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If you want to see, perhaps even enjoy, an exercise in futility, run a search in Google on this phrase: 2019 predictions about the stock market in 2020
As you’ll find, the search returns dozens of articles containing hundreds of predictions from market pundits about how they expected 2020 to unfold for the economy and the stock market. Some were bullish, some bearish. Some predicted a recession, others a continued economic expansion. Nearly all boldly predicted some “periods of volatility” for stocks – mostly due to 2020 being a presidential election year.
What you will not find in any of these articles is a single prediction that an unprecedented pandemic would shut down the world for months, tanking the global economy and sending the stock market down more than 30% in the span of just four weeks. Nor will you see any predictions of the historic recovery in stocks that followed.
To be fair, it’s hard to fault these failed fortune-tellers from just 10 months ago. It wasn’t until December 31, 2019 that China first notified the World Health Organization of a mysterious, pneumonia-like virus emerging in the Wuhan region of China. It would be another month before U.S. health officials confirmed human-to-human transmission of the new virus. And it wasn’t until February 11 of this year that this novel coronavirus was given a name: Covid-19.
Yet, while we can’t blame any market pundit for their failure to predict the seismic impacts of a pandemic no one could have seen coming at the time – that’s also the point.
PREDICTIONS CREATE CURIOSITY
In retrospect, predictions about the short-term direction of the stock market seem harmless enough. Whether they turned out to be right or wrong is little more than a curiosity. But in the present, when the future is a murky mystery, they have an impact. We are bombarded with predictions from the so-called experts about the stock market on a daily basis, and in real-time they often seem compelling. They are blasted constantly across websites and news networks and into the consciousness of the investing public. Rightly or wrongly, many investors view these predictions as guidance; it influences their worldview, and, as a result, their decision-making.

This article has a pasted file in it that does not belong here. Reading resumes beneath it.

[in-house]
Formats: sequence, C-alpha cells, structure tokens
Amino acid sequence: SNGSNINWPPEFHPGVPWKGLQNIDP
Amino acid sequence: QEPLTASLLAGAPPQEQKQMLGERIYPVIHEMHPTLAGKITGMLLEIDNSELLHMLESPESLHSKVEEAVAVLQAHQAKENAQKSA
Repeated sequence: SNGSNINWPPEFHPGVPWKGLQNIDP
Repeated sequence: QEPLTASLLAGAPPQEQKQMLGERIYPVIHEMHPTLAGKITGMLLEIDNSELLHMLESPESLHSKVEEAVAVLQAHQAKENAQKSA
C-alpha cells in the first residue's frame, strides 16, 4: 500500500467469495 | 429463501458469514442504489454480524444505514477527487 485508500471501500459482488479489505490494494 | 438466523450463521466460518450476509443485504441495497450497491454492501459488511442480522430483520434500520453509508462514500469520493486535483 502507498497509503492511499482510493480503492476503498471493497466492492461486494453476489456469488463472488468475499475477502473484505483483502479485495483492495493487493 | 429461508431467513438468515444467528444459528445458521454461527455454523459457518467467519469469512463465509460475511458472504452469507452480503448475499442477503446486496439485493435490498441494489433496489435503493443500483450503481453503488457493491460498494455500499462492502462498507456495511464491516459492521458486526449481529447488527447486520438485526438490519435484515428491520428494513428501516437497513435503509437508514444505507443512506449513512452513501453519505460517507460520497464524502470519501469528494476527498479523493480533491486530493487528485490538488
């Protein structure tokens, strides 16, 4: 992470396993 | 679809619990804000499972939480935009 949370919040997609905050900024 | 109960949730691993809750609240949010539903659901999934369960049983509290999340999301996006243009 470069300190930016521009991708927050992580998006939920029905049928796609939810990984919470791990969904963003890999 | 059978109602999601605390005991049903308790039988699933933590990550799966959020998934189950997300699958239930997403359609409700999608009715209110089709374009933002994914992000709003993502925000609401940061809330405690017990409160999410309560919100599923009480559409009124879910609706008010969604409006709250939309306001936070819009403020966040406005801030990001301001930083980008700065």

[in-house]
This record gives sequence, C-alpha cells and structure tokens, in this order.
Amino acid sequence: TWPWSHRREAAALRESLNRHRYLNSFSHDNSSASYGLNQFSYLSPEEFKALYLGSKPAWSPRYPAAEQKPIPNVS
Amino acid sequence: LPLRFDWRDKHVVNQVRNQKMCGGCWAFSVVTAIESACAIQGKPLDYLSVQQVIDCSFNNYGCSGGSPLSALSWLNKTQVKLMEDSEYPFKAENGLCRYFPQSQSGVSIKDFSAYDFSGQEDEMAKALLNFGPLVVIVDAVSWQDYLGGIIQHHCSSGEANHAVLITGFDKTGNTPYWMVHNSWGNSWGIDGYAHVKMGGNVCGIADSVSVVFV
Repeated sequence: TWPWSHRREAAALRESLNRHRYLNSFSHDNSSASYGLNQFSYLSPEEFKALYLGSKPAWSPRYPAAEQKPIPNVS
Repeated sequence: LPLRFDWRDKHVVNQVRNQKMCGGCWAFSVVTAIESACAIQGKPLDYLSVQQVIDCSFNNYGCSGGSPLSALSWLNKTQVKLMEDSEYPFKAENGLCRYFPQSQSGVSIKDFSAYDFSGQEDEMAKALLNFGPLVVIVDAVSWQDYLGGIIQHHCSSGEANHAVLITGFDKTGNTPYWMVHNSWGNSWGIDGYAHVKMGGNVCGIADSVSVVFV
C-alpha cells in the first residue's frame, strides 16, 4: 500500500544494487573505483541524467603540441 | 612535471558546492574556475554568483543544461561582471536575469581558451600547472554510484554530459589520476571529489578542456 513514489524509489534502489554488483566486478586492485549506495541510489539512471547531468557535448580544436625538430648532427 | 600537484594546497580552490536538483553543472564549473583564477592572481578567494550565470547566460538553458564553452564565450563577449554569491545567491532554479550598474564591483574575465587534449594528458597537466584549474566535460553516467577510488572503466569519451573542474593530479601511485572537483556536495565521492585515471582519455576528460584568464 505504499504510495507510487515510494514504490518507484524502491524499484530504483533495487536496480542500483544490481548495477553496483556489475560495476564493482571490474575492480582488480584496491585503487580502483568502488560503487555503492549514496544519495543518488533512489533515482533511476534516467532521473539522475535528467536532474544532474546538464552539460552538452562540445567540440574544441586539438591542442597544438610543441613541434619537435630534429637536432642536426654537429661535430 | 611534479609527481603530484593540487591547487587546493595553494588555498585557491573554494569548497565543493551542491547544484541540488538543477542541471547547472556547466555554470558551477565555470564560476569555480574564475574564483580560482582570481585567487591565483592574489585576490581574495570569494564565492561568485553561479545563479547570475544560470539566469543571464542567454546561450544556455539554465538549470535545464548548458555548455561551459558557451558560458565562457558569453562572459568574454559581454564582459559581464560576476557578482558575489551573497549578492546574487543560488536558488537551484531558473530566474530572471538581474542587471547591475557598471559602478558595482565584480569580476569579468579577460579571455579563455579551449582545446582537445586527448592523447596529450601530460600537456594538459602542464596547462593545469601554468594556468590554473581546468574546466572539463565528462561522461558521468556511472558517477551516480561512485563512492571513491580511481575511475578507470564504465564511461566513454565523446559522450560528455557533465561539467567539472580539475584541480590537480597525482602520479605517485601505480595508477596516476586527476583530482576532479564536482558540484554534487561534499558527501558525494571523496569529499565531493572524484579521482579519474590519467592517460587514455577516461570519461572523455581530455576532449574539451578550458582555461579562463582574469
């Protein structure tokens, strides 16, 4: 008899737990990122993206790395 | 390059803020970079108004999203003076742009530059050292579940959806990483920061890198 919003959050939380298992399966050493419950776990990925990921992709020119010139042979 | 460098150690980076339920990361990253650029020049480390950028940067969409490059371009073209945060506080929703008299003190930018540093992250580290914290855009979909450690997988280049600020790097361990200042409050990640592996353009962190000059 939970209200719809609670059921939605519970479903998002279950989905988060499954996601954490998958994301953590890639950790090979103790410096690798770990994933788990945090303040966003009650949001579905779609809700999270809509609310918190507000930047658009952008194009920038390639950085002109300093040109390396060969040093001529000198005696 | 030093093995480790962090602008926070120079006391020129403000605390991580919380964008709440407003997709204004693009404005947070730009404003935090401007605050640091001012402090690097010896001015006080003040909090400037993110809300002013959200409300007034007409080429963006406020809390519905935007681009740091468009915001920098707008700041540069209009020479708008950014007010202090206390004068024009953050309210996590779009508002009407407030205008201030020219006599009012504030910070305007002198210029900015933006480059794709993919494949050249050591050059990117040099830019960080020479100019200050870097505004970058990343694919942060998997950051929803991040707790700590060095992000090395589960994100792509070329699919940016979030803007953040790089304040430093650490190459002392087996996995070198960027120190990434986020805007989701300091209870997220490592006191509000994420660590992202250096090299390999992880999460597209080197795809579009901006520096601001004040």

This dynamic was on full display in the midst of the stock market plunge in February and March of this year, when all the experts who didn’t predict the pandemic a few months earlier were rushing, undaunted, to issue new predictions. They warned of deeper market drops yet to come, and a plodding “u-shaped” recovery for stocks that would take years to climb out of once the bear market finally ended.
STAYING IN YOUR SEAT
Unfortunately, investors heeded these warnings and headed for the exits. According to Morningstar, Inc., they pulled $326 billion from mutual funds and ETFs in March – more than three times the amount of outflows the industry saw in October 2008. In the same month, investors plowed a record $685 billion into money-market funds – just in time for the massive stock rally.
It’s a story as sad as it is predictable because we’ve seen it happen repeatedly in the past three decades. We can only hope that one-day individual investors will finally realize how baseless these short-term market predictions are, and how much their net worth declines whenever they heed them.
It seems the rapid recovery in stocks since late March has been met with more skepticism than optimism. How could stocks have been on such a staggering upward climb since the early stages of the pandemic, with the economic impacts of the shutdown just beginning to be felt and the ultimate human impacts of Covid-19 far from certain? The rebound is generally attributed to stocks being propped up by the enormous relief packages enacted by Congress and accommodative fiscal policy from the Fed.